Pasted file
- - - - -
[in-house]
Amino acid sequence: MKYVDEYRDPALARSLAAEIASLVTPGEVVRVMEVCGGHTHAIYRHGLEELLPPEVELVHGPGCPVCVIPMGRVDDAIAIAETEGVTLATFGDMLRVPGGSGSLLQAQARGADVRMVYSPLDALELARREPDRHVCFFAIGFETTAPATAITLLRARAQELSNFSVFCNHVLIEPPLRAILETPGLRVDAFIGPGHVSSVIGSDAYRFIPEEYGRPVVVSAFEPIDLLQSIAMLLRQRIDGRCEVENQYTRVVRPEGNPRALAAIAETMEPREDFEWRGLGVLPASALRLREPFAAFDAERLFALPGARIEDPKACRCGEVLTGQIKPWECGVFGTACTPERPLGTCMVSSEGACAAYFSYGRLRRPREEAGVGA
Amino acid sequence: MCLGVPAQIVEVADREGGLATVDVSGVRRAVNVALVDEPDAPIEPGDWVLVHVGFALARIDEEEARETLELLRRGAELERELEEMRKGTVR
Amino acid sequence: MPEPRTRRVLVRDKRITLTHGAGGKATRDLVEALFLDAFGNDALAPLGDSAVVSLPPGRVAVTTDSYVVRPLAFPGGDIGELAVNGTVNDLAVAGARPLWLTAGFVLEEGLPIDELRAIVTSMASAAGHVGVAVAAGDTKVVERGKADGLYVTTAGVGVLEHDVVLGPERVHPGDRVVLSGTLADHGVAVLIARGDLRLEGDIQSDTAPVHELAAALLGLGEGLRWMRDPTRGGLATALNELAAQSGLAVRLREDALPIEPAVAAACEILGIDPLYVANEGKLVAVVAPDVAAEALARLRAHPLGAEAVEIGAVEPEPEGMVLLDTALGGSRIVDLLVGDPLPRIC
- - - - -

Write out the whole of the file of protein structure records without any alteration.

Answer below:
[in-house]
Amino acid sequence: MKYVDEYRDPALARSLAAEIASLVTPGEVVRVMEVCGGHTHAIYRHGLEELLPPEVELVHGPGCPVCVIPMGRVDDAIAIAETEGVTLATFGDMLRVPGGSGSLLQAQARGADVRMVYSPLDALELARREPDRHVCFFAIGFETTAPATAITLLRARAQELSNFSVFCNHVLIEPPLRAILETPGLRVDAFIGPGHVSSVIGSDAYRFIPEEYGRPVVVSAFEPIDLLQSIAMLLRQRIDGRCEVENQYTRVVRPEGNPRALAAIAETMEPREDFEWRGLGVLPASALRLREPFAAFDAERLFALPGARIEDPKACRCGEVLTGQIKPWECGVFGTACTPERPLGTCMVSSEGACAAYFSYGRLRRPREEAGVGA
Amino acid sequence: MCLGVPAQIVEVADREGGLATVDVSGVRRAVNVALVDEPDAPIEPGDWVLVHVGFALARIDEEEARETLELLRRGAELERELEEMRKGTVR
Amino acid sequence: MPEPRTRRVLVRDKRITLTHGAGGKATRDLVEALFLDAFGNDALAPLGDSAVVSLPPGRVAVTTDSYVVRPLAFPGGDIGELAVNGTVNDLAVAGARPLWLTAGFVLEEGLPIDELRAIVTSMASAAGHVGVAVAAGDTKVVERGKADGLYVTTAGVGVLEHDVVLGPERVHPGDRVVLSGTLADHGVAVLIARGDLRLEGDIQSDTAPVHELAAALLGLGEGLRWMRDPTRGGLATALNELAAQSGLAVRLREDALPIEPAVAAACEILGIDPLYVANEGKLVAVVAPDVAAEALARLRAHPLGAEAVEIGAVEPEPEGMVLLDTALGGSRIVDLLVGDPLPRIC